NASA SBIR 2009 Solicitation

FORM B - PROPOSAL SUMMARY


PROPOSAL NUMBER: 09-1 A2.10-9062
SUBTOPIC TITLE: Propulsion Systems
PROPOSAL TITLE: Cooled Ceramic Turbine Vane

SMALL BUSINESS CONCERN (Firm Name, Mail Address, City/State/Zip, Phone)
N&R Engineering
6659 Pearl Road. #201
Parma Heights, OH 44130 - 3821
(440) 845-7020

PRINCIPAL INVESTIGATOR/PROJECT MANAGER (Name, E-mail, Mail Address, City/State/Zip, Phone)
Robert Boyle
rbrjboyle@gmail.com
6659 Pearl Road, Suite 201
Parma Heights, OH 44130 - 3821
(440) 845-7020

Estimated Technology Readiness Level (TRL) at beginning and end of contract:
Begin: 4
End: 5

TECHNICAL ABSTRACT (Limit 2000 characters, approximately 200 words)
N&R Engineering will investigate the feasibility of cooled ceramics, such as ceramic matrix composite (CMC) turbine blade concepts that can decrease specific fuel consumption while reducing NOX emissions. The conflict between efficiency and emissions will require a careful balancing of material selection, turbine inlet temperature, and cooling air. Parametric aero-thermal and structural analyses of selected ceramic blade concepts will be performed to identify blade design and cooling concepts, and to quantify vane and rotor cooling flow rates. Tailoring of the cooling flows allows for optimization of efficiency and emission reductions. Both internal only and film cooling flows will be determined for a range of material properties, loads, and mainstream air and coolant temperatures. Probabilistic thermal/structural analysis will identify the sensitivity of heat transfer and structural parameters to uncertainties in blade thermal conductivity and other material properties, as well as loads and geometry. The proposed effort goes beyond previous laboratory demonstrations of cooling concepts by determining more precisely ceramic blade cooling required to achieve specified performance metrics. The methodology will be developed to a level that will permit validation in an environment relevant to commercial jet engines. This will take the TRL from a current level of 4 to 5.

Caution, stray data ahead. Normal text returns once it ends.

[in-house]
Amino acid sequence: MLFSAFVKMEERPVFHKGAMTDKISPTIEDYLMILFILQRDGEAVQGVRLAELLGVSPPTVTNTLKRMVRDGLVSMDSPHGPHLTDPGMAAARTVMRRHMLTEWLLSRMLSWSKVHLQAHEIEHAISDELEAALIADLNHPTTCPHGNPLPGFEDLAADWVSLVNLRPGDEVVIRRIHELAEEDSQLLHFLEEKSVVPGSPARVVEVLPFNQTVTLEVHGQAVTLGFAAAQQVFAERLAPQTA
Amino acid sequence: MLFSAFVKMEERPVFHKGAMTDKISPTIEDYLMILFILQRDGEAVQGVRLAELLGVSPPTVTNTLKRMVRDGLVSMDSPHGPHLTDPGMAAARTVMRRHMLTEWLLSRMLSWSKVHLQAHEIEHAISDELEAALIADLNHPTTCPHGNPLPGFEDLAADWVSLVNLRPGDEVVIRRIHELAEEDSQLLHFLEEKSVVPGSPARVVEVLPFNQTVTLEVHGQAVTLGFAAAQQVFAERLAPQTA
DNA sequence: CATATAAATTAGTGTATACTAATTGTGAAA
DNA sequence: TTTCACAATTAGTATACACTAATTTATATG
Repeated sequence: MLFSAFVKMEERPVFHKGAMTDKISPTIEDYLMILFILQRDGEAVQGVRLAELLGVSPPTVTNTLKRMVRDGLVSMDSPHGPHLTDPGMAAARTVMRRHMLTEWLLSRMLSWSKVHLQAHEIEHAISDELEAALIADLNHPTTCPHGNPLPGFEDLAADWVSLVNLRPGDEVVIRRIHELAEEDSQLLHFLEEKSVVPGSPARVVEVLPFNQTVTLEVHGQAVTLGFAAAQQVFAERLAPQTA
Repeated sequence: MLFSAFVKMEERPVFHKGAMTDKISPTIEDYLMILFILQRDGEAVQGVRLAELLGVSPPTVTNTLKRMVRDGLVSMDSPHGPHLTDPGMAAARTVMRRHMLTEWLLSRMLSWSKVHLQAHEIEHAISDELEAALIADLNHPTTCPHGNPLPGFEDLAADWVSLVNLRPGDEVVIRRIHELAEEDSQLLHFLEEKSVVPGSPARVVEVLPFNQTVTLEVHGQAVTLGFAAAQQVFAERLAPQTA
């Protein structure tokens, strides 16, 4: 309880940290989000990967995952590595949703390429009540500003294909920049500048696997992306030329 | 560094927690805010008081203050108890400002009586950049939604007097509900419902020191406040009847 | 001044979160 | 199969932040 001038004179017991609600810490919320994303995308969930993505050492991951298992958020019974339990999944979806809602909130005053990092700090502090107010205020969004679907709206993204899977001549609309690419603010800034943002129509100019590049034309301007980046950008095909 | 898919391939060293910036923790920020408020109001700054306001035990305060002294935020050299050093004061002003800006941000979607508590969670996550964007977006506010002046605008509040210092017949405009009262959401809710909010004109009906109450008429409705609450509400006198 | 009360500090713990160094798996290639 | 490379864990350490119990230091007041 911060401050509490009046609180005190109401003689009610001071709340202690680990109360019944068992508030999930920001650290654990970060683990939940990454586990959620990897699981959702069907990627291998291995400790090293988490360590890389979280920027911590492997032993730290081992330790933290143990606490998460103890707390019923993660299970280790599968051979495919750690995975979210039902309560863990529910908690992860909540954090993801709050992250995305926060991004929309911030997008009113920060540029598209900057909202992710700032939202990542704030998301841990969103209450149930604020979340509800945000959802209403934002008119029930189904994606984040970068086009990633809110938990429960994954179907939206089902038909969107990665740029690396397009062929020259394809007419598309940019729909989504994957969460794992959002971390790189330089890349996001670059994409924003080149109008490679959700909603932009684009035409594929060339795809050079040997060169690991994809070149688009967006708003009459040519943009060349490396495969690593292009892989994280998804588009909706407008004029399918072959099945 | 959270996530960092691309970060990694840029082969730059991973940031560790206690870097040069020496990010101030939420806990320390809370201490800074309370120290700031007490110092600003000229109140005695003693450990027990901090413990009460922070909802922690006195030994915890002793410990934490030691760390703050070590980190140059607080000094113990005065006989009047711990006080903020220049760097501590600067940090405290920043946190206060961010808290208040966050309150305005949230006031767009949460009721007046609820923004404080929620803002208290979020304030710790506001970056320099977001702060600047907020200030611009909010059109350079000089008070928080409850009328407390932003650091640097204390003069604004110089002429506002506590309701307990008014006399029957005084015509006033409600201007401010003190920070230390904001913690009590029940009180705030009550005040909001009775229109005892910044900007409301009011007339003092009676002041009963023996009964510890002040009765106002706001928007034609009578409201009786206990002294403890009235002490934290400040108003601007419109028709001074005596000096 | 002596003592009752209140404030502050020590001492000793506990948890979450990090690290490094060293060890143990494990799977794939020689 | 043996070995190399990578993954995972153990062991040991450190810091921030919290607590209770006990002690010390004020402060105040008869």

POTENTIAL NASA COMMERCIAL APPLICATIONS (Limit 1500 characters, approximately 150 words)
The Fundamental Aeronautics program aims to reduce aircraft emissions and fuel burn. Improved understanding of high pressure turbine cooling air requirements when using ceramic blades contributes to these goals. The higher temperature capabilities of ceramic vanes reduces the required amount of cooling air. For a fixed rotor inlet temperature reduced coolant lowers the combustor outlet temperature, and this significantly reduces NOX formation. Reducing rotor coolant improves specific fuel consumption, which also reduces CO2 emissions. In the long run improved specific fuel consumption has a multiplier effect on total fuel consumption, since either the aircraft empty weight is reduced or the payload fraction is increased. This work is also applicable to applications where cooled ceramics are used. For example, efficiently cooled ceramic combustor liners reduce NOX production.

POTENTIAL NON-NASA COMMERCIAL APPLICATIONS (Limit 1500 characters, approximately 150 words)
Ceramic vanes and rotors can enable higher turbine inlet temperatures for land based gas turbines. Efficient cooling of these components leads to reduced heat rates (Kg-fuel/Mw-hr) in these applications. Because combined cycle gas turbines operate as base load plants, even a small improvement in heat rate significantly reduces fuel consumption and CO2 emissions. Siemens Corporation has publicly expressed their desire to used ceramic blades in the ground power applications. Simple cycle gas turbines, with their lower cycle efficiencies, also benefit from efficiently cooled ceramic blades. A small absolute increase in cycle efficiency from cooled ceramics results in a large relative improvement in heat rates. Solar Turbines published results of their ceramic turbine investigations. Reduced heat rates contribute to the national goals of reduced fuel consumption and fewer CO2 emissions.

NASA's technology taxonomy has been developed by the SBIR-STTR program to disseminate awareness of proposed and awarded R/R&D in the agency. It is a listing of over 100 technologies, sorted into broad categories, of interest to NASA.

TECHNOLOGY TAXONOMY MAPPING
Aircraft Engines
Ceramics
Composites
Cooling
Fundamental Propulsion Physics
Structural Modeling and Tools


Form Generated on 09-18-09 10:14